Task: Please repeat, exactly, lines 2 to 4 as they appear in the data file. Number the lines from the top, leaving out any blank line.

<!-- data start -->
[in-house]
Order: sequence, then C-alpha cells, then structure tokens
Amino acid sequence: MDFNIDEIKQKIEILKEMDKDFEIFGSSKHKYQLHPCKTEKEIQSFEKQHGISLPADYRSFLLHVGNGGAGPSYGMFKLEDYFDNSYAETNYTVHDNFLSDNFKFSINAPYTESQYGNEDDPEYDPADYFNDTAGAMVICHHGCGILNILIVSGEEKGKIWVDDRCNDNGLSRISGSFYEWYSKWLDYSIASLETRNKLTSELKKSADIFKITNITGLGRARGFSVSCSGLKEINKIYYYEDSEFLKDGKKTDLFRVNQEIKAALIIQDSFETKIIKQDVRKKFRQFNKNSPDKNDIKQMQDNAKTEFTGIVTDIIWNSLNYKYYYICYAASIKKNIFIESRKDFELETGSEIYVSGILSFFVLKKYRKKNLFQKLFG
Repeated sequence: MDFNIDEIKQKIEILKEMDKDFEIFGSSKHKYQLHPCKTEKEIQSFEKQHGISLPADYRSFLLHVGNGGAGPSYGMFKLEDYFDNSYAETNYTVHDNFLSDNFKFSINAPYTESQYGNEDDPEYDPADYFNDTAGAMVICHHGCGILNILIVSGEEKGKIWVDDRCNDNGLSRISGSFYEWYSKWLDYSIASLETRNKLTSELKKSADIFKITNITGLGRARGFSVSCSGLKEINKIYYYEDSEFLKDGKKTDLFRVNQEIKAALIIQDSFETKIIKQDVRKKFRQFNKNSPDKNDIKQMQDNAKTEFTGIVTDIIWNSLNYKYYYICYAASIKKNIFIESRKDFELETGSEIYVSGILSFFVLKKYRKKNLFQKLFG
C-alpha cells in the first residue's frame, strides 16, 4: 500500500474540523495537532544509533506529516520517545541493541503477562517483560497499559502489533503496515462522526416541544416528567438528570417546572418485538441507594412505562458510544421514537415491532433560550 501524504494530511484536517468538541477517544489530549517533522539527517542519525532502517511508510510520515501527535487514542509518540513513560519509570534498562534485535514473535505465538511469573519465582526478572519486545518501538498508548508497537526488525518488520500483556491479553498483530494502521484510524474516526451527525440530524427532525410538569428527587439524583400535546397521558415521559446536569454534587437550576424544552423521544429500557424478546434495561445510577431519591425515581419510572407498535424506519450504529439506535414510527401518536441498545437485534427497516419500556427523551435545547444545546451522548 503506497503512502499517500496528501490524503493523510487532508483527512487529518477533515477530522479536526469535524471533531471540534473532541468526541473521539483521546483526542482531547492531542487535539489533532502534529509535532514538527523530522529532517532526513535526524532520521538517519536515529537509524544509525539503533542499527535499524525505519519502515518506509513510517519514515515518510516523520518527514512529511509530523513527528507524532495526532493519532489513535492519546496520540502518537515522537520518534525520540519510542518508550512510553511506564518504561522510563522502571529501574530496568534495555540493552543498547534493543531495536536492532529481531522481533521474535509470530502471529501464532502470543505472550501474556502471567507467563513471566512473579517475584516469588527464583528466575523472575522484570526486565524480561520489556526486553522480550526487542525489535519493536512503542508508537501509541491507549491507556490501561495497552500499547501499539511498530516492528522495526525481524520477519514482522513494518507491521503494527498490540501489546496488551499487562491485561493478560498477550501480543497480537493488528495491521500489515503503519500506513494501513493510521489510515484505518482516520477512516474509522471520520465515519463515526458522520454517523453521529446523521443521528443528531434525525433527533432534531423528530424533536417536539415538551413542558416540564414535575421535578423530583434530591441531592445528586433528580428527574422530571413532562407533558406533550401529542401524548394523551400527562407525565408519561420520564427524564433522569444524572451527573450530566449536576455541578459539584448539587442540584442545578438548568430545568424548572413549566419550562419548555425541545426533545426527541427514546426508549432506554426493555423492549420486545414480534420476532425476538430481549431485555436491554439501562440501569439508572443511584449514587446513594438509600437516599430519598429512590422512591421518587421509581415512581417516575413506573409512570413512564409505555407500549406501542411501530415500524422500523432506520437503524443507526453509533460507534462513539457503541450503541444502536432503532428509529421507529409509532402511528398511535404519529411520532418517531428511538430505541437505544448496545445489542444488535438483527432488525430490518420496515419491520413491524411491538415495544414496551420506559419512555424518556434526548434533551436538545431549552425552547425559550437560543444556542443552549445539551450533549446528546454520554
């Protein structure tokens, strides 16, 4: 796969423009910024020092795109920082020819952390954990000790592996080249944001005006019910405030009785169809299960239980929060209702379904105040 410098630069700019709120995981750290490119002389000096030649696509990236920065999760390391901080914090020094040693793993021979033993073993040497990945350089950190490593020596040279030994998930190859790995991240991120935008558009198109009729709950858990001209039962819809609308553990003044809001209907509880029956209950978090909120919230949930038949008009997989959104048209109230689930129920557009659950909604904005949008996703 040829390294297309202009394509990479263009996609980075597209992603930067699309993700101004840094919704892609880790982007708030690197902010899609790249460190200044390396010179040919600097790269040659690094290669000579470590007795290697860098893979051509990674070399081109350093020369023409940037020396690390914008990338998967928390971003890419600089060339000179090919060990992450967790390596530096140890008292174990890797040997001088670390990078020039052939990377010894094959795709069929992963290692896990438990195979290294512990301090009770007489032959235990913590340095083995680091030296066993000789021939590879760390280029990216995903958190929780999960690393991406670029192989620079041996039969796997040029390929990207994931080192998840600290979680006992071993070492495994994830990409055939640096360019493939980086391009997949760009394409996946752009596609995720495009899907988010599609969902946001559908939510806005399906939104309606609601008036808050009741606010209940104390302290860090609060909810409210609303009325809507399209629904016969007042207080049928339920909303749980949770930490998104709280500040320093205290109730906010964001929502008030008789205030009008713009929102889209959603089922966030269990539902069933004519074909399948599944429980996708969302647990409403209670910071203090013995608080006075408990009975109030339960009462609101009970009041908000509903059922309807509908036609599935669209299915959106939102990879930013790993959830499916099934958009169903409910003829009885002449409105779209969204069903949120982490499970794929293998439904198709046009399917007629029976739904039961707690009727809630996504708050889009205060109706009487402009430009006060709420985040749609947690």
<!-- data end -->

Order: sequence, then C-alpha cells, then structure tokens
Amino acid sequence: MDFNIDEIKQKIEILKEMDKDFEIFGSSKHKYQLHPCKTEKEIQSFEKQHGISLPADYRSFLLHVGNGGAGPSYGMFKLEDYFDNSYAETNYTVHDNFLSDNFKFSINAPYTESQYGNEDDPEYDPADYFNDTAGAMVICHHGCGILNILIVSGEEKGKIWVDDRCNDNGLSRISGSFYEWYSKWLDYSIASLETRNKLTSELKKSADIFKITNITGLGRARGFSVSCSGLKEINKIYYYEDSEFLKDGKKTDLFRVNQEIKAALIIQDSFETKIIKQDVRKKFRQFNKNSPDKNDIKQMQDNAKTEFTGIVTDIIWNSLNYKYYYICYAASIKKNIFIESRKDFELETGSEIYVSGILSFFVLKKYRKKNLFQKLFG
Repeated sequence: MDFNIDEIKQKIEILKEMDKDFEIFGSSKHKYQLHPCKTEKEIQSFEKQHGISLPADYRSFLLHVGNGGAGPSYGMFKLEDYFDNSYAETNYTVHDNFLSDNFKFSINAPYTESQYGNEDDPEYDPADYFNDTAGAMVICHHGCGILNILIVSGEEKGKIWVDDRCNDNGLSRISGSFYEWYSKWLDYSIASLETRNKLTSELKKSADIFKITNITGLGRARGFSVSCSGLKEINKIYYYEDSEFLKDGKKTDLFRVNQEIKAALIIQDSFETKIIKQDVRKKFRQFNKNSPDKNDIKQMQDNAKTEFTGIVTDIIWNSLNYKYYYICYAASIKKNIFIESRKDFELETGSEIYVSGILSFFVLKKYRKKNLFQKLFG